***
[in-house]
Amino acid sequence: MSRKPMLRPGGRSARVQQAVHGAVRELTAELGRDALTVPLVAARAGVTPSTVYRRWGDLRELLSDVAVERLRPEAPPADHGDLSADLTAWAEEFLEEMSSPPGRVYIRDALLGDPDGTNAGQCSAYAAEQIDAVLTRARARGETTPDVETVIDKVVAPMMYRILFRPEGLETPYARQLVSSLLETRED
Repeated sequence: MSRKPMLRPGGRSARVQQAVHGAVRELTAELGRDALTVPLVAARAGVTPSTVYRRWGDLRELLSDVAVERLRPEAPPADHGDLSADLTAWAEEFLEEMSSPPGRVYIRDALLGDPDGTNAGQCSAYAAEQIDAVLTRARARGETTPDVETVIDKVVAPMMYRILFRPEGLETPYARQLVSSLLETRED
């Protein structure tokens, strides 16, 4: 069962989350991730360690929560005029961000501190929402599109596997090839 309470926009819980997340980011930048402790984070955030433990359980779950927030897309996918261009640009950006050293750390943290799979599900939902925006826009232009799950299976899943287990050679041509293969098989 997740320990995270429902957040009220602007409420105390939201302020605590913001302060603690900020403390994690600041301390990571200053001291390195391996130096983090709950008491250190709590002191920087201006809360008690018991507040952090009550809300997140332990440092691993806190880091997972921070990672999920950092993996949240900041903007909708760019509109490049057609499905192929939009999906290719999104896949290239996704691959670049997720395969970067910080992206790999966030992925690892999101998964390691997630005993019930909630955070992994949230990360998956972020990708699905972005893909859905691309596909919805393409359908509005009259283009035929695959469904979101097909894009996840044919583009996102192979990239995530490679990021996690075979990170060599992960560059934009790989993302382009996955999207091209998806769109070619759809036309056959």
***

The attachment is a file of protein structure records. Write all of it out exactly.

[in-house]
Amino acid sequence: MSRKPMLRPGGRSARVQQAVHGAVRELTAELGRDALTVPLVAARAGVTPSTVYRRWGDLRELLSDVAVERLRPEAPPADHGDLSADLTAWAEEFLEEMSSPPGRVYIRDALLGDPDGTNAGQCSAYAAEQIDAVLTRARARGETTPDVETVIDKVVAPMMYRILFRPEGLETPYARQLVSSLLETRED
Repeated sequence: MSRKPMLRPGGRSARVQQAVHGAVRELTAELGRDALTVPLVAARAGVTPSTVYRRWGDLRELLSDVAVERLRPEAPPADHGDLSADLTAWAEEFLEEMSSPPGRVYIRDALLGDPDGTNAGQCSAYAAEQIDAVLTRARARGETTPDVETVIDKVVAPMMYRILFRPEGLETPYARQLVSSLLETRED
């Protein structure tokens, strides 16, 4: 069962989350991730360690929560005029961000501190929402599109596997090839 309470926009819980997340980011930048402790984070955030433990359980779950927030897309996918261009640009950006050293750390943290799979599900939902925006826009232009799950299976899943287990050679041509293969098989 997740320990995270429902957040009220602007409420105390939201302020605590913001302060603690900020403390994690600041301390990571200053001291390195391996130096983090709950008491250190709590002191920087201006809360008690018991507040952090009550809300997140332990440092691993806190880091997972921070990672999920950092993996949240900041903007909708760019509109490049057609499905192929939009999906290719999104896949290239996704691959670049997720395969970067910080992206790999966030992925690892999101998964390691997630005993019930909630955070992994949230990360998956972020990708699905972005893909859905691309596909919805393409359908509005009259283009035929695959469904979101097909894009996840044919583009996102192979990239995530490679990021996690075979990170060599992960560059934009790989993302382009996955999207091209998806769109070619759809036309056959």